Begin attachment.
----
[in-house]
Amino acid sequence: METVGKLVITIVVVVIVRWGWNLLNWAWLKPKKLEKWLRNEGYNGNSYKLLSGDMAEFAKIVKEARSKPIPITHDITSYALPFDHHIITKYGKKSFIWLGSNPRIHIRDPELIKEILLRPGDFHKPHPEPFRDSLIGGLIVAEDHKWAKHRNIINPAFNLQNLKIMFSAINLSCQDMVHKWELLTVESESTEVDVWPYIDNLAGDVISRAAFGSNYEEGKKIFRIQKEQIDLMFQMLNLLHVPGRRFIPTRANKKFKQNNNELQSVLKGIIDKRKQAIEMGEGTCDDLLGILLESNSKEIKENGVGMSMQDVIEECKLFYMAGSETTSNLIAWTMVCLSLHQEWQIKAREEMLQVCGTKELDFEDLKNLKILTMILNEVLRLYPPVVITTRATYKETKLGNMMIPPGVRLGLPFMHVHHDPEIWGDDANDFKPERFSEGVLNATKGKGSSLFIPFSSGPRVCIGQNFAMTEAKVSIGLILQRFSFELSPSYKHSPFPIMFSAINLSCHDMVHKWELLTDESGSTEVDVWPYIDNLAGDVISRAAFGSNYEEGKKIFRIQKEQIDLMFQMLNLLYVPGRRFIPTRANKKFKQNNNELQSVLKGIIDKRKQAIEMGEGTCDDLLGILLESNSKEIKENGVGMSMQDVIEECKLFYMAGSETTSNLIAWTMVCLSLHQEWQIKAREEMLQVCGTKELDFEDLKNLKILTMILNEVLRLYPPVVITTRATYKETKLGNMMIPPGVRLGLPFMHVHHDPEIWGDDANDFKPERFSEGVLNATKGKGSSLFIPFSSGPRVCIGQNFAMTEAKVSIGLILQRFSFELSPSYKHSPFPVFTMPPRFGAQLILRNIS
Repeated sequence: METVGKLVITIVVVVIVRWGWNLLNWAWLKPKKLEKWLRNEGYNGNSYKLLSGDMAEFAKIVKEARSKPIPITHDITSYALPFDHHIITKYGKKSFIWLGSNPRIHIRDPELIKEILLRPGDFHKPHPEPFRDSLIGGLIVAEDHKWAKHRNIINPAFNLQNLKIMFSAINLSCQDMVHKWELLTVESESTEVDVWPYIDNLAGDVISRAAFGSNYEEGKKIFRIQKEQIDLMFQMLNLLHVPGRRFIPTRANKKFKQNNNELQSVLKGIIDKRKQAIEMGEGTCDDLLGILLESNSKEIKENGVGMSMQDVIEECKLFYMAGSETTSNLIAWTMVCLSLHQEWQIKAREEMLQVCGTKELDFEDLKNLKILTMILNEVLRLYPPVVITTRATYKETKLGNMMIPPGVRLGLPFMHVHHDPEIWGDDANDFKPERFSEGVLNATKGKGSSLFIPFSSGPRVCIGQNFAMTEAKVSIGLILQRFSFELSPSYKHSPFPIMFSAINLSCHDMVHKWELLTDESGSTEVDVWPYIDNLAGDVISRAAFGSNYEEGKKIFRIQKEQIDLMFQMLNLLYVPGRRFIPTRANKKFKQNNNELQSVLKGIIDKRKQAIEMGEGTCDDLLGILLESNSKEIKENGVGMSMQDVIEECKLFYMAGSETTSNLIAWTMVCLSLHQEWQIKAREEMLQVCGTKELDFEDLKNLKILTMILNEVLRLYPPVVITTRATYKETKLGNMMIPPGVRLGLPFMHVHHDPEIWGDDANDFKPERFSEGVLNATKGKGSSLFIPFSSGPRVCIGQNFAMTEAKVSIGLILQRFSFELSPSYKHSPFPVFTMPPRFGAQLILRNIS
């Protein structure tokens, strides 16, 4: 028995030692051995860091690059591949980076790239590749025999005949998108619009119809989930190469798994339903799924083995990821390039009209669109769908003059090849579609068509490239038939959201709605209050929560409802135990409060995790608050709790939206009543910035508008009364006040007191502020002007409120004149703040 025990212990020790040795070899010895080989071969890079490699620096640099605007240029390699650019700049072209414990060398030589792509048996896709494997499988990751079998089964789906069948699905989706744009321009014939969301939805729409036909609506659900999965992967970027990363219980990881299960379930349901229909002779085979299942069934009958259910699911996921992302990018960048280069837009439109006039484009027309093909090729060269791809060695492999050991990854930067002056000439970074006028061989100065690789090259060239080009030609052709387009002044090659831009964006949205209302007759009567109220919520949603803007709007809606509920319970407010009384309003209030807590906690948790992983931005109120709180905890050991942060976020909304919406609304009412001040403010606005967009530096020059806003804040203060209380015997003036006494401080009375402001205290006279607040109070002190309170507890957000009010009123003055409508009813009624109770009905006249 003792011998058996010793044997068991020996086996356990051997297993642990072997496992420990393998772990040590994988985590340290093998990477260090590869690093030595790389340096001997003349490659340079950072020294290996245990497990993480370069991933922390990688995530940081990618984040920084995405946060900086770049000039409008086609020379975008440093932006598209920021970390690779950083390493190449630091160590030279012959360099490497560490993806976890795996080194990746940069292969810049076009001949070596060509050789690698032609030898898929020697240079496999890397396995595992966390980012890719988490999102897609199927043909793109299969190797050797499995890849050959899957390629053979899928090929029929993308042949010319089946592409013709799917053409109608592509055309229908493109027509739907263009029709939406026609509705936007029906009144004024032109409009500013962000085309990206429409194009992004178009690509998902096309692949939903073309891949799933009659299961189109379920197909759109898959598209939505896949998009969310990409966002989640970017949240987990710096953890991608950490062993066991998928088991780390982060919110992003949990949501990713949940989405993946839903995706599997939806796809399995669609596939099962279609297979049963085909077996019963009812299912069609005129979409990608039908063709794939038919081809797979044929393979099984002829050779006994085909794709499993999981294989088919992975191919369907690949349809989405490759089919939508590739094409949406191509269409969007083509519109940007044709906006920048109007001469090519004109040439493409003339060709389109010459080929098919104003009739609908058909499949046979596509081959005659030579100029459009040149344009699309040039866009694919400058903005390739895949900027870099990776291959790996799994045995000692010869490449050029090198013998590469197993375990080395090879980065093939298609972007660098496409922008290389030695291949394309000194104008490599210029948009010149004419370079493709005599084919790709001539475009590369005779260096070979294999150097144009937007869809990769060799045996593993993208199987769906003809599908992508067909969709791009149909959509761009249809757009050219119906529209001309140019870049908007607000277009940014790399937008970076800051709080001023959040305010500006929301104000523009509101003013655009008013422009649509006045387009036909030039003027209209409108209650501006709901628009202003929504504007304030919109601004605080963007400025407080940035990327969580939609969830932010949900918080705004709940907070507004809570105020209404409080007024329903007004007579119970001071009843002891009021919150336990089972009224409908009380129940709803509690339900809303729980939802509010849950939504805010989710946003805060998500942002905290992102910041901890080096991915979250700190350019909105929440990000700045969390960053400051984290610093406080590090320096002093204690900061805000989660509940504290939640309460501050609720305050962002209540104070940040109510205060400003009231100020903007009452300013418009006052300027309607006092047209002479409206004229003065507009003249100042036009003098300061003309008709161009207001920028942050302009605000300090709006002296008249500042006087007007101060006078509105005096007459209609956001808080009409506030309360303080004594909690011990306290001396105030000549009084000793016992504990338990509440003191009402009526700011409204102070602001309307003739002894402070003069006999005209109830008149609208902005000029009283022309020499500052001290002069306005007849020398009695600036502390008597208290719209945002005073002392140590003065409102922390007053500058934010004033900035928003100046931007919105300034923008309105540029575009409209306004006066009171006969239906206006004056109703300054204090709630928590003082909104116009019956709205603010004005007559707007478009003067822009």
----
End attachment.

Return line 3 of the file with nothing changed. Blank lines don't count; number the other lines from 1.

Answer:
Repeated sequence: METVGKLVITIVVVVIVRWGWNLLNWAWLKPKKLEKWLRNEGYNGNSYKLLSGDMAEFAKIVKEARSKPIPITHDITSYALPFDHHIITKYGKKSFIWLGSNPRIHIRDPELIKEILLRPGDFHKPHPEPFRDSLIGGLIVAEDHKWAKHRNIINPAFNLQNLKIMFSAINLSCQDMVHKWELLTVESESTEVDVWPYIDNLAGDVISRAAFGSNYEEGKKIFRIQKEQIDLMFQMLNLLHVPGRRFIPTRANKKFKQNNNELQSVLKGIIDKRKQAIEMGEGTCDDLLGILLESNSKEIKENGVGMSMQDVIEECKLFYMAGSETTSNLIAWTMVCLSLHQEWQIKAREEMLQVCGTKELDFEDLKNLKILTMILNEVLRLYPPVVITTRATYKETKLGNMMIPPGVRLGLPFMHVHHDPEIWGDDANDFKPERFSEGVLNATKGKGSSLFIPFSSGPRVCIGQNFAMTEAKVSIGLILQRFSFELSPSYKHSPFPIMFSAINLSCHDMVHKWELLTDESGSTEVDVWPYIDNLAGDVISRAAFGSNYEEGKKIFRIQKEQIDLMFQMLNLLYVPGRRFIPTRANKKFKQNNNELQSVLKGIIDKRKQAIEMGEGTCDDLLGILLESNSKEIKENGVGMSMQDVIEECKLFYMAGSETTSNLIAWTMVCLSLHQEWQIKAREEMLQVCGTKELDFEDLKNLKILTMILNEVLRLYPPVVITTRATYKETKLGNMMIPPGVRLGLPFMHVHHDPEIWGDDANDFKPERFSEGVLNATKGKGSSLFIPFSSGPRVCIGQNFAMTEAKVSIGLILQRFSFELSPSYKHSPFPVFTMPPRFGAQLILRNIS